Thursday, October 18, 2018 in 29 days 09:00 - 17:30 London
So far 2018 has seen fewer ransomware attacks and government leaks in the headlines compared to the first half of 2017 – but cyber attackers haven’t abated, they’ve simply evolved.
The corporate world remains subject to an increasing number of threat actors with continuously changing techniques. Security is the top priority for organisations facing the most highly targeted attacks from top-tier threats, such as nation-states and cyber-criminal organisations.
MWR’s October Briefing will focus on the interlinking nature of offensive and defensive security, how advances in defensive security drives adaptation and reinforces offensive security, and vice versa.
By invitation only – please contact email@example.com with any questions.
Attendees will gain insight into the latest developments and attacker techniques, and also have the opportunity to network with peers and MWR’s experts.
For the first time at a UK Briefing, attendees will have the opportunity to to use and experience Playground, MWR’s internal training environment.
Our UK MD John Fitzpatrick will open the day with insights from different approaches to security across industries and maturity levels. What security measures are the most forward-thinking organizations taking now, which will likely become trends in the future? How can you rebalance your security investment to focus on the things that matter? We'll share creative and innovative approaches we've seen working well in organizations. Where approaches have not worked as planned, we'll share our guidance for looking at security differently to reach a state of continuous assurance.
Karmina from F-Secure Labs will introduce some of the additional insight MWR has gained from joining the F-Secure family. We’ll share a general overview of the prevalent malware threats affecting most users. We'll delve into the most common sources of infection, and we'll also share the emerging trends of the threat landscape.
Software provides the digital platforms to run companies and the channels to reach customers – but security is essential to make it work. Late-stage testing causes delays and increasing costs, driving the shift to integrated security as part of development. However, the multitude of tools and lack of standards is often a source of confusion for companies seeking to hop on the DevSecOps wagon. We’ll share successful pipeline strategies we’ve seen designed to catch preventable issues before they reach production whilst enabling rapid deployments - including policies around Dockerfiles, dependency vulnerabilities, automated tests and deployments.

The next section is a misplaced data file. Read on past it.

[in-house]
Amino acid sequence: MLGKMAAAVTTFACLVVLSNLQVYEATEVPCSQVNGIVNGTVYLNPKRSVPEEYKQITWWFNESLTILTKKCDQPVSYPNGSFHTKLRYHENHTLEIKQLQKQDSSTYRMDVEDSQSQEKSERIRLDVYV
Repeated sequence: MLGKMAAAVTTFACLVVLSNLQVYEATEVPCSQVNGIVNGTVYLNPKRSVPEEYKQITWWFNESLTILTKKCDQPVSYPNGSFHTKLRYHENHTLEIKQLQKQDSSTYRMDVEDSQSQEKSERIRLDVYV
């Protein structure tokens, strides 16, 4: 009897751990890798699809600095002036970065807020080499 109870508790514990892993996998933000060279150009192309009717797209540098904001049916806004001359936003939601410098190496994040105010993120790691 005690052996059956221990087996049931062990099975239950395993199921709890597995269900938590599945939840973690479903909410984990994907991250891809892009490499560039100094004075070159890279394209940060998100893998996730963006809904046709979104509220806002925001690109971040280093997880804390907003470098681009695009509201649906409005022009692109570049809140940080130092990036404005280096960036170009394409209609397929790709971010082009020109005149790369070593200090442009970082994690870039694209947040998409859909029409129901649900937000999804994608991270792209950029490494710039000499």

Active Directory (AD) is at the heart of (nearly) every enterprise attack. To combat this, Microsoft has released the ambitious Enhanced Security Administrative Environment (ESAE) or "Red Forest" AD system architecture. Upgrading to ESAE is worth the effort – it can eliminate the majority of common AD attack strategies... but what's the best approach to take? We’ll review the strategy and benefits behind implementing an ESAE environment in five manageable stages. We'll tackle a clear explanation of LAPS, PAW, PAM, and JEA/JIT on the road to ESAE, and how to avoid common pitfalls on the way.
Some of the most effective preventive controls are also the hardest to implement without causing excessive user impact. For example, application whitelisting is consistently classed as the most effective preventive control, but can be almost impossible to implement in an enterprise environment. However, as detection capabilities mature, we have more visibility of corporate estates than ever before. This talk proposes a new approach to identifying and mitigating risks whilst minimising limits on user behaviour, using data typically used to aid detection.
An active endpoint detection and response (EDR) control on your estate will minimize your exposure to cyberattacks. But what happens when the top-tier of attackers find ways to get around those controls? Recent advances in EDR agents are forcing attackers (and MWR's red team) to adapt their tooling in order to remain undetected. We will share how MWR's red teamers are approaching these developments. This will include exploring methods of sidestepping memory analysis techniques and reducing execution of suspicious commands.
Recent advances in defensive tooling and SOC capability mean that malware using traditional Command and Control (C2) channels is now detected increasingly quickly. This talk will examine the changing landscape for attackers looking to use these channels, and for defenders looking to prevent them. For example, what are the trends in defensive tooling for the prevention and detection of C2 channels? What type of activity is being currently being detected? Finally, we'll share some of the technologies MWR has developed to evade C2 detection controls as part of our attack simulations.